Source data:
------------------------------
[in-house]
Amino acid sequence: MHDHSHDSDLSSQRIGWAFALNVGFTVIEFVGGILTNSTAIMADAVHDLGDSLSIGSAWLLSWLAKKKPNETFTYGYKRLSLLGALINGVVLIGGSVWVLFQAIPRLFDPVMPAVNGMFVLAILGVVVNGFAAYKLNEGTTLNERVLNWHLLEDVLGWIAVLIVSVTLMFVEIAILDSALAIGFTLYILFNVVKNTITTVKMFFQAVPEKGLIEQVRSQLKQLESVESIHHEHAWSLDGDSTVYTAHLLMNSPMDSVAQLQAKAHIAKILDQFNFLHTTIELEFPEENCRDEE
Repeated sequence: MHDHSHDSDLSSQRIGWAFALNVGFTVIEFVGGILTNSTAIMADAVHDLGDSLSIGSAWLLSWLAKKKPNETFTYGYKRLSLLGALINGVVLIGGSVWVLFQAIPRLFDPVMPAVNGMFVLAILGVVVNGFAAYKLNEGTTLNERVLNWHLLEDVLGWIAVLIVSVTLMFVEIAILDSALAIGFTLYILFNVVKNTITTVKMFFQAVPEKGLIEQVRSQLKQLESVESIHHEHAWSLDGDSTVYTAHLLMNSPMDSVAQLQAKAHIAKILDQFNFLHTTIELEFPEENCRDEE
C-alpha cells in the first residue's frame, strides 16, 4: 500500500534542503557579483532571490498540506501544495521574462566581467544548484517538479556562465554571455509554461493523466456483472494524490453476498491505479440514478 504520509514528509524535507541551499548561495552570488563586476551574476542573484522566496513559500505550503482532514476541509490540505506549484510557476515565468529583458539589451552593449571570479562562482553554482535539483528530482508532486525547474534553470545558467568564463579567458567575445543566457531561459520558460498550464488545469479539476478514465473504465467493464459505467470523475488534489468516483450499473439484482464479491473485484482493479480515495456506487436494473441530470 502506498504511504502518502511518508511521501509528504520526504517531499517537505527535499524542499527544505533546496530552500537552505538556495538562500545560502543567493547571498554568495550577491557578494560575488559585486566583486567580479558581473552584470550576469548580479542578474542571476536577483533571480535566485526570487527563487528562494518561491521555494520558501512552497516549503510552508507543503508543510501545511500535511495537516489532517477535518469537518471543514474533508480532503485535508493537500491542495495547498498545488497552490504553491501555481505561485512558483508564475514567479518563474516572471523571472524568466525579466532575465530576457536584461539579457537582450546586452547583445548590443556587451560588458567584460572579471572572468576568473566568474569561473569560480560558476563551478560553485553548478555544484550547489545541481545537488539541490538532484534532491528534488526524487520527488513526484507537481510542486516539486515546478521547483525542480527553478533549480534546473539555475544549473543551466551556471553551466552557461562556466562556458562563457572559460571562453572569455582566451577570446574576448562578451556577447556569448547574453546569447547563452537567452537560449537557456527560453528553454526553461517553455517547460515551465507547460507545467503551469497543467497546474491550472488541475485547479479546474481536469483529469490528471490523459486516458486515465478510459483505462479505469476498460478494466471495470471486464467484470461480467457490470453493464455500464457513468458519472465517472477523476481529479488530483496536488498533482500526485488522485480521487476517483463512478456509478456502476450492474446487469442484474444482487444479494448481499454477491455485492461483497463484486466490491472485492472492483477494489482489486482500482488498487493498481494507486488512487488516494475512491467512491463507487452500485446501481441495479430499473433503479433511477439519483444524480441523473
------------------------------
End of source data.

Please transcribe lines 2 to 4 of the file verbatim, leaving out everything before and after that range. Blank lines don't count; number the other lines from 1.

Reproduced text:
Amino acid sequence: MHDHSHDSDLSSQRIGWAFALNVGFTVIEFVGGILTNSTAIMADAVHDLGDSLSIGSAWLLSWLAKKKPNETFTYGYKRLSLLGALINGVVLIGGSVWVLFQAIPRLFDPVMPAVNGMFVLAILGVVVNGFAAYKLNEGTTLNERVLNWHLLEDVLGWIAVLIVSVTLMFVEIAILDSALAIGFTLYILFNVVKNTITTVKMFFQAVPEKGLIEQVRSQLKQLESVESIHHEHAWSLDGDSTVYTAHLLMNSPMDSVAQLQAKAHIAKILDQFNFLHTTIELEFPEENCRDEE
Repeated sequence: MHDHSHDSDLSSQRIGWAFALNVGFTVIEFVGGILTNSTAIMADAVHDLGDSLSIGSAWLLSWLAKKKPNETFTYGYKRLSLLGALINGVVLIGGSVWVLFQAIPRLFDPVMPAVNGMFVLAILGVVVNGFAAYKLNEGTTLNERVLNWHLLEDVLGWIAVLIVSVTLMFVEIAILDSALAIGFTLYILFNVVKNTITTVKMFFQAVPEKGLIEQVRSQLKQLESVESIHHEHAWSLDGDSTVYTAHLLMNSPMDSVAQLQAKAHIAKILDQFNFLHTTIELEFPEENCRDEE
C-alpha cells in the first residue's frame, strides 16, 4: 500500500534542503557579483532571490498540506501544495521574462566581467544548484517538479556562465554571455509554461493523466456483472494524490453476498491505479440514478 504520509514528509524535507541551499548561495552570488563586476551574476542573484522566496513559500505550503482532514476541509490540505506549484510557476515565468529583458539589451552593449571570479562562482553554482535539483528530482508532486525547474534553470545558467568564463579567458567575445543566457531561459520558460498550464488545469479539476478514465473504465467493464459505467470523475488534489468516483450499473439484482464479491473485484482493479480515495456506487436494473441530470 502506498504511504502518502511518508511521501509528504520526504517531499517537505527535499524542499527544505533546496530552500537552505538556495538562500545560502543567493547571498554568495550577491557578494560575488559585486566583486567580479558581473552584470550576469548580479542578474542571476536577483533571480535566485526570487527563487528562494518561491521555494520558501512552497516549503510552508507543503508543510501545511500535511495537516489532517477535518469537518471543514474533508480532503485535508493537500491542495495547498498545488497552490504553491501555481505561485512558483508564475514567479518563474516572471523571472524568466525579466532575465530576457536584461539579457537582450546586452547583445548590443556587451560588458567584460572579471572572468576568473566568474569561473569560480560558476563551478560553485553548478555544484550547489545541481545537488539541490538532484534532491528534488526524487520527488513526484507537481510542486516539486515546478521547483525542480527553478533549480534546473539555475544549473543551466551556471553551466552557461562556466562556458562563457572559460571562453572569455582566451577570446574576448562578451556577447556569448547574453546569447547563452537567452537560449537557456527560453528553454526553461517553455517547460515551465507547460507545467503551469497543467497546474491550472488541475485547479479546474481536469483529469490528471490523459486516458486515465478510459483505462479505469476498460478494466471495470471486464467484470461480467457490470453493464455500464457513468458519472465517472477523476481529479488530483496536488498533482500526485488522485480521487476517483463512478456509478456502476450492474446487469442484474444482487444479494448481499454477491455485492461483497463484486466490491472485492472492483477494489482489486482500482488498487493498481494507486488512487488516494475512491467512491463507487452500485446501481441495479430499473433503479433511477439519483444524480441523473